The impact of integrating emotion focused components into psychological therapy: A randomized controlled trial.

Caspar, Franz; Berger, Thomas; grosse Holtforth, Martin; Babl, Anna; Heer, Sara; Lin, Mu; Stähli, Annabarbara; Gomez Penedo, Juan Martin; Holstein, Dominique; Egenolf, Yvonne; Frischknecht, Eveline; Krieger, Tobias; Ramseyer, Fabian; Regli, Daniel; Schmied, Emma; Flückiger, Christoph; Brodbeck, Jeannette; Greenberg, Les; Carver, Charles S; Castonguay, Louis; ... (2022). The impact of integrating emotion focused components into psychological therapy: A randomized controlled trial. (In Press). Journal of clinical psychology Wiley 10.1002/jclp.23421

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OBJECTIVES

This paper presents a randomized controlled trial on assimilative integration, which is aimed at integrating elements from other orientations within one approach to enrich its conceptual and practical repertoire. Elements from Emotion-Focused Therapy (EFT) were integrated into a form of cognitive behavior therapy: Psychological Therapy (PT). In one treatment condition, EFT was added to PT (+EFT) with the intent to enhance therapists' working with emotions. In the other condition, concepts and interventions based on the socialpsychological self-regulation approach were added to PT (+SR). Our assumption was that the +EFT would lead to greater and deeper change, particularly in the follow-up assessments.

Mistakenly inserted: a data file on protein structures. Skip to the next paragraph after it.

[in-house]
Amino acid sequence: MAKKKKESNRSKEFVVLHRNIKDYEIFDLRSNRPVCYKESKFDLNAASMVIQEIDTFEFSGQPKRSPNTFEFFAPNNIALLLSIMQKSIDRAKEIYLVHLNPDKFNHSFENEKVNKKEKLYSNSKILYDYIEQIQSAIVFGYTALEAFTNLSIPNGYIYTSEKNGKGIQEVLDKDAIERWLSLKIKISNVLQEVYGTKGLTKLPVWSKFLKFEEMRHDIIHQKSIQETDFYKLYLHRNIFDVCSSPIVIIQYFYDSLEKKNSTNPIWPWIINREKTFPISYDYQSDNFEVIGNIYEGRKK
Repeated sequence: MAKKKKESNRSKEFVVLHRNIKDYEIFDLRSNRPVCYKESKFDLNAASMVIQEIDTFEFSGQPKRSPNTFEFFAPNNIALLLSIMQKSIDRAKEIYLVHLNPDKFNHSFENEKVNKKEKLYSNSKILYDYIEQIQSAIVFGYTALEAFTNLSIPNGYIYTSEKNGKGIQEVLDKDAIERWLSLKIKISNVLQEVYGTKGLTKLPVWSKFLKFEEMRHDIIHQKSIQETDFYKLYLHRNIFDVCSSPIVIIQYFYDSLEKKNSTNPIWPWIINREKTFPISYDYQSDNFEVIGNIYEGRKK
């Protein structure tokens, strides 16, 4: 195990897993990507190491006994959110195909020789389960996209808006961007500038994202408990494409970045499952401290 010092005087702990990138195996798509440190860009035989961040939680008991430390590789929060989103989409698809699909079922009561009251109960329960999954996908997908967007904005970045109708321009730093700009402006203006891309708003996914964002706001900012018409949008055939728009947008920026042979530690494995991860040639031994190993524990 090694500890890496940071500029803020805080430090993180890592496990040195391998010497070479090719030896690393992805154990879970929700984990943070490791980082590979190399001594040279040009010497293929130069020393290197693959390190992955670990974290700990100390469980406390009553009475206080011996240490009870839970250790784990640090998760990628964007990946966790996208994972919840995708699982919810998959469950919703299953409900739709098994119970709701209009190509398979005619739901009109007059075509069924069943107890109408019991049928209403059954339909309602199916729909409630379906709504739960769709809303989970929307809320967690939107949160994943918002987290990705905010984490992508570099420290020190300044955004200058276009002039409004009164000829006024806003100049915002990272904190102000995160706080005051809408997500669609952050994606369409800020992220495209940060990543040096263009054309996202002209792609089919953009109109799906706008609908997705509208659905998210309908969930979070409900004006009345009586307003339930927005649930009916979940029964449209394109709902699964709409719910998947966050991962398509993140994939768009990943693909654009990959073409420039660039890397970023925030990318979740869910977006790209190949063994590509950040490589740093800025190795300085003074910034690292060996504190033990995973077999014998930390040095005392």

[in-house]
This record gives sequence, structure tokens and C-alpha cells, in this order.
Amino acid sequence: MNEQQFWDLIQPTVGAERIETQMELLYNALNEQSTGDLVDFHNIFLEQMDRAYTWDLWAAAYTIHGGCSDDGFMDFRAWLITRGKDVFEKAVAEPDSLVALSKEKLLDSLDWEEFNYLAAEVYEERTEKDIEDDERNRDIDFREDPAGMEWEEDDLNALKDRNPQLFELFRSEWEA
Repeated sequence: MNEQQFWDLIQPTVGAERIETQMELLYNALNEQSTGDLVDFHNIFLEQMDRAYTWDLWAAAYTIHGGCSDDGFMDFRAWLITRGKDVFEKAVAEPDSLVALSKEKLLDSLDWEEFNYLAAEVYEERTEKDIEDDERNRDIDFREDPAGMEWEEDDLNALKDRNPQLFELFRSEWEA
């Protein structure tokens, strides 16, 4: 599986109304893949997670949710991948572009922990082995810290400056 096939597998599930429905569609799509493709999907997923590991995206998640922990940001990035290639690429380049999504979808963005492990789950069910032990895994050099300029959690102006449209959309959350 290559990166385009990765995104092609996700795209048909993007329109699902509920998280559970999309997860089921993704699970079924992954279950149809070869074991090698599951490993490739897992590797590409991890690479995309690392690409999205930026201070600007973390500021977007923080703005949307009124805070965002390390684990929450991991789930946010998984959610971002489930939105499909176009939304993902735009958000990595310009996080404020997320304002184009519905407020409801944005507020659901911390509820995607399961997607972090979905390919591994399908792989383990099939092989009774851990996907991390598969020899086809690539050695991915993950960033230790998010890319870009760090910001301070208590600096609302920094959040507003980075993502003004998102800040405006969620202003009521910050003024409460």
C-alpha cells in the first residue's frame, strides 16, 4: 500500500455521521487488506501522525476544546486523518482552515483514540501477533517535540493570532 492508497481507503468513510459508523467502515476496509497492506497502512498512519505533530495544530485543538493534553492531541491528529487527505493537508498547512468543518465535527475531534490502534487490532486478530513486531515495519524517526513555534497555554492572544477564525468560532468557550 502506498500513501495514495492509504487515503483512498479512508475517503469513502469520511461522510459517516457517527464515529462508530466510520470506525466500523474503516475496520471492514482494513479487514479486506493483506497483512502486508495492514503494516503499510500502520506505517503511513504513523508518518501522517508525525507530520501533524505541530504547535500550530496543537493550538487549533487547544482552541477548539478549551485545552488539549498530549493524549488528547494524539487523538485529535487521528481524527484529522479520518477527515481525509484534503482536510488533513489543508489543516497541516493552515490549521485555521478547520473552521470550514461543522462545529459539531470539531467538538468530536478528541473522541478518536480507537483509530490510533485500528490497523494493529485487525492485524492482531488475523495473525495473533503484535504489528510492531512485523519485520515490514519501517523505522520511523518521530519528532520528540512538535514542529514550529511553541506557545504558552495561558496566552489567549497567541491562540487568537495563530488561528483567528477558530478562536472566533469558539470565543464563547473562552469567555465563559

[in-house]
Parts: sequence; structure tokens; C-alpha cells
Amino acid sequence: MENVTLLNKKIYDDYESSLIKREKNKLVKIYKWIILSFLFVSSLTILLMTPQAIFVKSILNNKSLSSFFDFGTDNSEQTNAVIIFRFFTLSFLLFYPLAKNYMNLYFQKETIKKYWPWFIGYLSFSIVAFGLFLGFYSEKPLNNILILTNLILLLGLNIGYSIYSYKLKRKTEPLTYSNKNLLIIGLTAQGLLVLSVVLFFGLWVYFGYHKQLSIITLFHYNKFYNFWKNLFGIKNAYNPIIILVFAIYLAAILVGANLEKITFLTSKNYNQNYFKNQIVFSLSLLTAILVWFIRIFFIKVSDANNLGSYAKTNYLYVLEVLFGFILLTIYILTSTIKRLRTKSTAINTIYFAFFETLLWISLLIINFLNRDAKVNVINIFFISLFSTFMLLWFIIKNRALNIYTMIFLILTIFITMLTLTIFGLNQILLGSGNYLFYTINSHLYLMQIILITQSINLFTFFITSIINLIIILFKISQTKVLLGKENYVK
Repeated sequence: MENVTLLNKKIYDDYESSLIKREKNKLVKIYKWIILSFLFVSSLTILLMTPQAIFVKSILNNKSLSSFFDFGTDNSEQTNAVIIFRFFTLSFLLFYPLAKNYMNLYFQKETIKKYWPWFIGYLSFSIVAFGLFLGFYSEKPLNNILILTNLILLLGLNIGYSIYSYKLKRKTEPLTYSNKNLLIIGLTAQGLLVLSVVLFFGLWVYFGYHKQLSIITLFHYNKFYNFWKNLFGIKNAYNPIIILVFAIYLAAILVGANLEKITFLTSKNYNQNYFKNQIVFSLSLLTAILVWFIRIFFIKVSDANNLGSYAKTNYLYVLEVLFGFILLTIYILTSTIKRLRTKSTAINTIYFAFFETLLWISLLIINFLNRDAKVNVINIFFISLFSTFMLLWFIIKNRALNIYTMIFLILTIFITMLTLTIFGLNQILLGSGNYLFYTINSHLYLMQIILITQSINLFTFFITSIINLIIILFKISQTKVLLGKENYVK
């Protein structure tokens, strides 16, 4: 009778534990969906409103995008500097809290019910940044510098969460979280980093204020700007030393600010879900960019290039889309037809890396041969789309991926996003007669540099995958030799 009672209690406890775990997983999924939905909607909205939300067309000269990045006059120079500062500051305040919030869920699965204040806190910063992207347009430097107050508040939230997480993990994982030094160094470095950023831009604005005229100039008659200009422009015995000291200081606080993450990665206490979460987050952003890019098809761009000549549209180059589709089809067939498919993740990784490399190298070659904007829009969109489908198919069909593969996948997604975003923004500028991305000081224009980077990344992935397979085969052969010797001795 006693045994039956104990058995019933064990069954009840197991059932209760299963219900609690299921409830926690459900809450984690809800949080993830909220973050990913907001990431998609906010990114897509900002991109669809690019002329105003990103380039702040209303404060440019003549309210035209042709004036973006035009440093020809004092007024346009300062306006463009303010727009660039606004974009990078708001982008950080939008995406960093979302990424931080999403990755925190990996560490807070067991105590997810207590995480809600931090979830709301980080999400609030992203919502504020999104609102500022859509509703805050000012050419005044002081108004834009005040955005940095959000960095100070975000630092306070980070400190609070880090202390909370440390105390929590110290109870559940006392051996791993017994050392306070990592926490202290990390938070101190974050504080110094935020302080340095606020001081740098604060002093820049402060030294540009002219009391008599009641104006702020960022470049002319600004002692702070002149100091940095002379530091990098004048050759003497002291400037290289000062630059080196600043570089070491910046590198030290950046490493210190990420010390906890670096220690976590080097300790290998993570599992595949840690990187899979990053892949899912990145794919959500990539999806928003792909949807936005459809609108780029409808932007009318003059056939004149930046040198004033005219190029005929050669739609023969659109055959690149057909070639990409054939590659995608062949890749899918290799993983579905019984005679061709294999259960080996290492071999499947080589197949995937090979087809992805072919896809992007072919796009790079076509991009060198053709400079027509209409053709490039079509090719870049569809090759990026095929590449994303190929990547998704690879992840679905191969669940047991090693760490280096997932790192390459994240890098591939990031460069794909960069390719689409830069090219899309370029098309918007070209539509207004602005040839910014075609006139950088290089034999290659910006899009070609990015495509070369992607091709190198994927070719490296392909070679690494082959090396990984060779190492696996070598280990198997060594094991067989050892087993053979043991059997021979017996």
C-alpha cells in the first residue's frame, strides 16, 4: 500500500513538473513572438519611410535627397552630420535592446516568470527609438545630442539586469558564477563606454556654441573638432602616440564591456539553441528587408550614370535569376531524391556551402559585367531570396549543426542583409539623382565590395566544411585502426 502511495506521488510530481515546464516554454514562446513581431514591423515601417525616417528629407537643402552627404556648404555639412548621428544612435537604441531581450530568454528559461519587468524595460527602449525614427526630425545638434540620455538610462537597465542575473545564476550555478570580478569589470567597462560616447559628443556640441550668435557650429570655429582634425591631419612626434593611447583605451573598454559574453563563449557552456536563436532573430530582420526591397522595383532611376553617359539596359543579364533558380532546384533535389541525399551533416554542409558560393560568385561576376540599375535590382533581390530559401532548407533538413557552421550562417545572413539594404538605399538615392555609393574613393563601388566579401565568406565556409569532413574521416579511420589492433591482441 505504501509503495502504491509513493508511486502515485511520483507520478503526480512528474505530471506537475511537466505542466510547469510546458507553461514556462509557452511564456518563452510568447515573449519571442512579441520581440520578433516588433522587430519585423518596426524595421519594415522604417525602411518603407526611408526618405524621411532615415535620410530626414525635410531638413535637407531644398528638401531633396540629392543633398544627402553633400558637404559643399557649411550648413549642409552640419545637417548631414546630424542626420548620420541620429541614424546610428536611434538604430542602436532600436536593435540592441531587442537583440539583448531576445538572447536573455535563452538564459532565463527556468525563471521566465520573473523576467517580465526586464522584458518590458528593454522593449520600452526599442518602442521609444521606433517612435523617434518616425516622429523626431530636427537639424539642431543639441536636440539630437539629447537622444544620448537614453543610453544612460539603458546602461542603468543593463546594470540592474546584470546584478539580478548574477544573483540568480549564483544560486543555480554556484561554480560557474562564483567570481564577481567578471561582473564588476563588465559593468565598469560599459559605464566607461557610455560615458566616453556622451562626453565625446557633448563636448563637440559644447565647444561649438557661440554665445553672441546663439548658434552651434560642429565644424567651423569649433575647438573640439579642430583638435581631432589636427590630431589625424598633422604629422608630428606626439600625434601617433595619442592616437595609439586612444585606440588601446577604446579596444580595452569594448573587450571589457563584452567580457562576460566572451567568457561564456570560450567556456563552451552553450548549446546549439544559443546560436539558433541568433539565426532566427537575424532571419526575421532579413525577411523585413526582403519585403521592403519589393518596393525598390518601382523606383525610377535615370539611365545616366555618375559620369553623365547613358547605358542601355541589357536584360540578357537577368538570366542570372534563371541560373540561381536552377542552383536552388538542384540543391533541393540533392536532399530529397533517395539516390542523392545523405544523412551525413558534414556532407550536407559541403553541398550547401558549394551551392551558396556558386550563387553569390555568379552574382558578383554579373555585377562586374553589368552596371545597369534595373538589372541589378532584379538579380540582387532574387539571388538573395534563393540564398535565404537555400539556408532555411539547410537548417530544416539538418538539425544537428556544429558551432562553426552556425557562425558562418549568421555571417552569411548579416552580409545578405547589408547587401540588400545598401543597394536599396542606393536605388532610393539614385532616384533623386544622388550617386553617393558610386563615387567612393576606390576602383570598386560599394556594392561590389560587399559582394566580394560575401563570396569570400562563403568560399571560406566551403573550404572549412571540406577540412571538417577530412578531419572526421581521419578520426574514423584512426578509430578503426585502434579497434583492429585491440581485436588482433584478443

METHOD

Patients (n = 104) with anxiety, depression, or adjustment disorders were randomized to the two conditions and treated by 38 therapists who self-selected between the conditions. Primary outcome was symptom severity at 12-month follow-up; secondary outcomes included several measures such as interpersonal problems and quality of life. Variables were assessed at baseline, after 8 and 16 sessions, at posttreatment, and at 6- and 12-month follow-up.

RESULTS

Contrary to our hypothesis, no significant between-group effects were found.

CONCLUSION

The findings first suggest the difficulty of topping an already very effective approach to psychotherapy. Alternative interpretations were that the EFT training, while corresponding to regular practice in AI, was not sufficient to make a difference in outcome, or that while profiting from the enhancement of abilities for working with emotions, this was outbalanced by negative effects of difficulties related to the implementation of the new elements.

Item Type:

Journal Article (Original Article)

Division/Institute:

04 Faculty of Medicine > Department of Head Organs and Neurology (DKNS) > Clinic of Neurology > Centre of Competence for Psychosomatic Medicine
07 Faculty of Human Sciences > Institute of Psychology > Clinical Psychology and Psychotherapy

UniBE Contributor:

Caspar, Franz; Berger, Thomas; grosse Holtforth, Martin; Babl, Anna Margarete; Heer, Sara Soraya Suleika; Lin, Mu; Stähli, Annabarbara; Gomez Penedo, Juan Martin; Holstein, Dominique Hans; Egenolf, Yvonne; Frischknecht, Eveline; Krieger, Tobias; Ramseyer, Fabian; Regli, Daniel; Schmied, Emma Clare; Flückiger, Christoph; Brodbeck, Jeannette and Belz, Martina

Subjects:

600 Technology > 610 Medicine & health
300 Social sciences, sociology & anthropology

ISSN:

1097-4679

Publisher:

Wiley

Language:

English

Submitter:

Pubmed Import

Date Deposited:

23 Aug 2022 11:55

Last Modified:

23 Aug 2022 11:55

Publisher DOI:

10.1002/jclp.23421

PubMed ID:

35988120

Uncontrolled Keywords:

Emotion-Focused Therapy Plan Analysis assimilative integration common factors self-regulation

BORIS DOI:

10.48350/172280

URI:

https://boris.unibe.ch/id/eprint/172280

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